Measuring turbulence in an industrial flotation environment has long been problematic due to the opaque, aggressive, and abrasive three-phase environment in a flotation cell. One of the promising measurement techniques is electrical resistance tomography (ERT). By measuring the conductivity distribution across a measurement area, ERT has been adopted by many researchers to monitor and investigate many processes involving multiphase flows. In the research outlined in this paper, a compact ERT probe was built and then used to measure the conductivity distribution within a 60 l flotation cell operated with water and air. Two approaches were then developed to process the ERT data and estimate turbulence-related parameters. One is a conductivity variance method and the other is based on the Green-Kubo relations. Both rely on and use the fluctuation in the ERT measurement caused by bubbles moving through the measurement area changing the density of the fluid. The results from both approaches were validated by comparing the results produced by the ERT probe in a 60l flotation cell operated at different air rates and impeller speeds to that measured using an alternative turbulence measurement device. The second approach is considered superior to the first as the first requires the development of auxiliary information which would not usually be known for a new system. © 2015 IOP Publishing Ltd.

Meng J.,Julius Kruttschnitt Mineral Research Center | Tabosa E.,Queensland Center for Advanced Technology | Xie W.,Julius Kruttschnitt Mineral Research Center | Runge K.,Julius Kruttschnitt Mineral Research Center | And 3 more authors.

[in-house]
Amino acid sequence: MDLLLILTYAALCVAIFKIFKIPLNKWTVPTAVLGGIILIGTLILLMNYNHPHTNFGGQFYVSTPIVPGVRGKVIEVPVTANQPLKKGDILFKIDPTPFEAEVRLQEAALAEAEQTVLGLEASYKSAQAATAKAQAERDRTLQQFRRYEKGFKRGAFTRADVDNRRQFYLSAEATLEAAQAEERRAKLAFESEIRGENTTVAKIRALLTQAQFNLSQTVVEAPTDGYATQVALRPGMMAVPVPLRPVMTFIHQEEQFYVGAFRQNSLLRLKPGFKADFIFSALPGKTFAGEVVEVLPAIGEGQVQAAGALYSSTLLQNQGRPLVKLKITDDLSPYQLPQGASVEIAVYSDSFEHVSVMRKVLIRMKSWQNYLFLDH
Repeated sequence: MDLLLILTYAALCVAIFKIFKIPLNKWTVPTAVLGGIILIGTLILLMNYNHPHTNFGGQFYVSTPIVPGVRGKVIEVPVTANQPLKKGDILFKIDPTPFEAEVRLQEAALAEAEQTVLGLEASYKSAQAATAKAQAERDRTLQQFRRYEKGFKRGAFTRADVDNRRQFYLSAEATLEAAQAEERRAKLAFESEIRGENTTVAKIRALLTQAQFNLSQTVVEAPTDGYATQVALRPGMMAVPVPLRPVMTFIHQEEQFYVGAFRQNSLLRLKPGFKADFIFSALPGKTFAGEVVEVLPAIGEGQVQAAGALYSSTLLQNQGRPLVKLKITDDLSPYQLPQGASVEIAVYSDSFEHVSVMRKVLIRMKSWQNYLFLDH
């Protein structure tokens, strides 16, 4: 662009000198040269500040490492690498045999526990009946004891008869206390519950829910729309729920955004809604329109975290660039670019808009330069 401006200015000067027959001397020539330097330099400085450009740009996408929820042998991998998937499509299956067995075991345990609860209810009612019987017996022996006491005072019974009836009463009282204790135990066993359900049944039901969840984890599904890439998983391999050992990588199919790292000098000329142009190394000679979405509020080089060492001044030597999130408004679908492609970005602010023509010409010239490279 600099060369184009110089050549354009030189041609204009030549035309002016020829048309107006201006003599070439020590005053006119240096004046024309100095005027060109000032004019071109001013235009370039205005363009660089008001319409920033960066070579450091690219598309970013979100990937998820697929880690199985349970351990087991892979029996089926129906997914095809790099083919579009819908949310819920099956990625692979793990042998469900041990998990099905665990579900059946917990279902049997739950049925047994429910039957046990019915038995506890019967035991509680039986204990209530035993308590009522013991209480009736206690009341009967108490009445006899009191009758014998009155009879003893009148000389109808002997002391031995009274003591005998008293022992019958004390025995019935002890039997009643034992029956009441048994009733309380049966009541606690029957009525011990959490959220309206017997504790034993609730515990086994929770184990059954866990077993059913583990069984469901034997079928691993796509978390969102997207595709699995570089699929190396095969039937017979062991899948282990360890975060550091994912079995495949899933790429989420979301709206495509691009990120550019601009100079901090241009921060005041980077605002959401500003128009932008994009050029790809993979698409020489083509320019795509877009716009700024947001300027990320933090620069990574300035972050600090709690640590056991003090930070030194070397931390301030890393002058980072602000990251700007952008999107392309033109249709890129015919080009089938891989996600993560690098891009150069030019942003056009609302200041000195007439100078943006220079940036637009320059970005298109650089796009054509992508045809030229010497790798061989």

Minerals Engineering | Year: 2016

Flotation is one of the most important primary separation processes in the minerals industry. As far as the mechanism of flotation is concerned, turbulence is one of the key parameters determining flotation performance because it affects three main processes: suspension of particles, air dispersion and particle-bubble collision, attachment and detachment. To study turbulence in industrial flotation cells, both numerical simulation and experimental measurement can be performed. Development of turbulence models and validation of Computational Fluid Dynamic (CFD) numerical simulation need experimental data obtained from turbulence measurement techniques that can be used in the three phase abrasive opaque environment present in a flotation cell. In this paper, the different techniques which have been used to characterise turbulence in the literature are reviewed in terms of their basic principles, system structure, range of application and limitations. Laser Doppler Anemometry (LDA), Particle Image Velocimetry (PIV), Constant Temperature Anemometer (CTA) and the Aeroprobe are all techniques that have been widely used to characterise the turbulence created in flotation machines operating with only fluid (or fluid and air). They cannot however be used when the concentration of solids is high as commonly occurs in a flotation machine. Techniques that have been identified that have the potential to be used to produce accurate measurements in three phase flows include Positron Emission Particle Tracking (PEPT), Piezoelectric Vibration Sensor (PVS) and Electrical Resistance Tomography (ERT). It is envisaged that applications of PEPT in three phase flotation cells will mostly be confined to studies at the laboratory scale. ERT has been tested in flotation cells filled with water and air but needs more development before it can be applied confidently in industrial scale flotation units. PVS, on the other hand, has been validated at laboratory scale and has been applied successfully for measuring turbulence in large scale operating flotation machines. © 2016 Elsevier Ltd. All rights reserved.